An awe-inspiring sight and a gem. See the largest amphiteater used for gladiatorial contests with your own eyes – it’s a must when in Rome.

Piazza del Colosseo, 00186 Rome, Italy

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More information about Colosseum

When you say “Rome“, most people imagine a large oval construction. Yes, that is the Colosseum! The largest building ever built by the old Romans is a clear example of their technological sophistication. Emperor Vespasian issued the command to build the amphitheater in 72 AD. Completed about eight years later, it could host more than 50,000 people at a time! They watched gladiator games, ship battles and dramas played by actors in the arena under them. It was built under the Flavian dynasty, that’s why its original name in Latin is Amphitheatrum Flavium. It gained the name “Colosseum” in the 11th century, but as to why exactly, we don’t know. The name probably comes from the colossal statue of Nero nearby. Another of its names is Coliseum.

The maximum length of the Colosseum is 616 ft (188 m) and its maximum width is 511 ft (156 m). The outer wall is 157 ft (48 m) tall. More than 100,000 m³ of the stone travertine were used in construction. Under the main arena, there were corridors for gladiators and for storing cages with animals. There is evidence of elevators and pulleys that would have raised and lowered scenery and caged animals and even of major hydraulic mechanisms that, according to ancient accounts, could quickly flood the arena, probably from the nearby aqueduct, something apparently done for mock sea battles. Something you probably didn't know is that the building supported an extensive awning, called a velarium.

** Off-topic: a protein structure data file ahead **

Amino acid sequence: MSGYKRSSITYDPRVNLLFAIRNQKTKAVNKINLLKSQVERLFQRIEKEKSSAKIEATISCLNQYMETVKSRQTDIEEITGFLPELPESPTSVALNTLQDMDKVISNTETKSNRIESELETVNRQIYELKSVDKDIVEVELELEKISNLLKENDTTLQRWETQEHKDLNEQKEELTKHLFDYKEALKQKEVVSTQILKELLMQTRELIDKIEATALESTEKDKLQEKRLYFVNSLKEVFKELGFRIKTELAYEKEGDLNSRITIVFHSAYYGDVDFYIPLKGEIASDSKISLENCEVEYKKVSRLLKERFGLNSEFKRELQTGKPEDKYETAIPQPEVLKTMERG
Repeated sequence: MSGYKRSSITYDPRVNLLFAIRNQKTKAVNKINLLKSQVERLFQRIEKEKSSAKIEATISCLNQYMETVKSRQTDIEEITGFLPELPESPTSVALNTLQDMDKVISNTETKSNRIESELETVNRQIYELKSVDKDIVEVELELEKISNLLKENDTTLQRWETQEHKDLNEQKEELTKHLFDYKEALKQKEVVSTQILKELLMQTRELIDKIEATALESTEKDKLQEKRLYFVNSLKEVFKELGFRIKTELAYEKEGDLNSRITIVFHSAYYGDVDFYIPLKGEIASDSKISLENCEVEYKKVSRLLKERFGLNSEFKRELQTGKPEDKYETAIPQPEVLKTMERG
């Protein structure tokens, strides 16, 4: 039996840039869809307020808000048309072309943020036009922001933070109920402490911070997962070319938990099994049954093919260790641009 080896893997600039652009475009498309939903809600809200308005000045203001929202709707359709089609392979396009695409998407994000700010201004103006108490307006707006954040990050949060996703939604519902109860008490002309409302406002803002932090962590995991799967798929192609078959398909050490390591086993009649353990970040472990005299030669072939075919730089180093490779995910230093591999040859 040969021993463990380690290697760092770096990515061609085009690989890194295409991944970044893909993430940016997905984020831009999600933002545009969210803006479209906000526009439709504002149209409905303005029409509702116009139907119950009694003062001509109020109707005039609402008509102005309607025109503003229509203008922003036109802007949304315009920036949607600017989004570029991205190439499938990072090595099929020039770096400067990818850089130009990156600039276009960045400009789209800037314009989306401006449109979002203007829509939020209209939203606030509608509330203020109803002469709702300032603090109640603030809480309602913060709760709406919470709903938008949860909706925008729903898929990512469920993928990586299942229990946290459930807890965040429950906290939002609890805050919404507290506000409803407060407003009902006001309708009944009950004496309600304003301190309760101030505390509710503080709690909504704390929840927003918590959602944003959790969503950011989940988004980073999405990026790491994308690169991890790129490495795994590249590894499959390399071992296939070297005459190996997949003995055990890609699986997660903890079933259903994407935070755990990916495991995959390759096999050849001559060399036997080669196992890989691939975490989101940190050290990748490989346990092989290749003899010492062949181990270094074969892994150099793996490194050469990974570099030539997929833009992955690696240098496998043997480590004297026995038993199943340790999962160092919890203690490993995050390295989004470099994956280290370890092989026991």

Nowadays, the amphitheater is not in its best condition, with much damage having been inflicted by numerous earthquakes in the area. But this doesn’t put off the millions of visitors who come to see the Colosseum every year. Its picture is depicted on the Italian 5-cent coin and it belongs to the list of the new 7 wonders of the world. It is not possible to organize events inside the amphitheater, but many concerts take place outside. World stars, such as Elton John and Paul McCartney, have performed there. Today, you can go inside and take a tour with or without a guide. All three floors are open to visitors and you are allowed to take as many pictures as you like.

You can buy tickets at the Colosseum, or you can avoid crowds by going to the nearby Palatine Hill, where there is another ticket office. They are also sold online or you can book them by telephone. If you are a student, don’t forget to take your student card to get a discount! The Roma Pass, a ticket to various museums and also a travel ticket, includes entrance to the Colosseum. To get there, get off at Colosseo station when traveling by Metro. From the main railway station in Rome, Termini, it takes about half an hour to walk to the Colosseum.

Opening Hours

the last Sun of Oct - Feb 15: 8.30 am - 4:40 pm
Feb 16 - Mar 15: 8:30 am - 5 pm
Mar 16 - the last Sat of Mar: 8:30 am - 5:30 pm
the last Sun of March - Aug 31: 8:30 am - 7:15 pm
Sep: 8:30 am - 7 pm
Oct 1 - 24: 8:30 am - 6:30 pm

Last admission 1 hour before closing time

2 June: 1.30 - 7.15 pm

Closed: January 1, December 25

English Guided Tours:
Mon - Sun: at 10:15 am, 11:15 am, 12:30 pm, 1:45 pm, 3 pm, 4:15 pm, 5:15 pm


Adults: €12 + €2 reservation fee over the Internet
EU citizens (18-25 years or teachers): €7.50 + €2 reservation fee over the Internet
Less than 18 year-olds: free

Two-day combined ticket also valid for visit of Palatine Hill and Forum Romanum.

Guided tour: €5
For times and languages please see the website.


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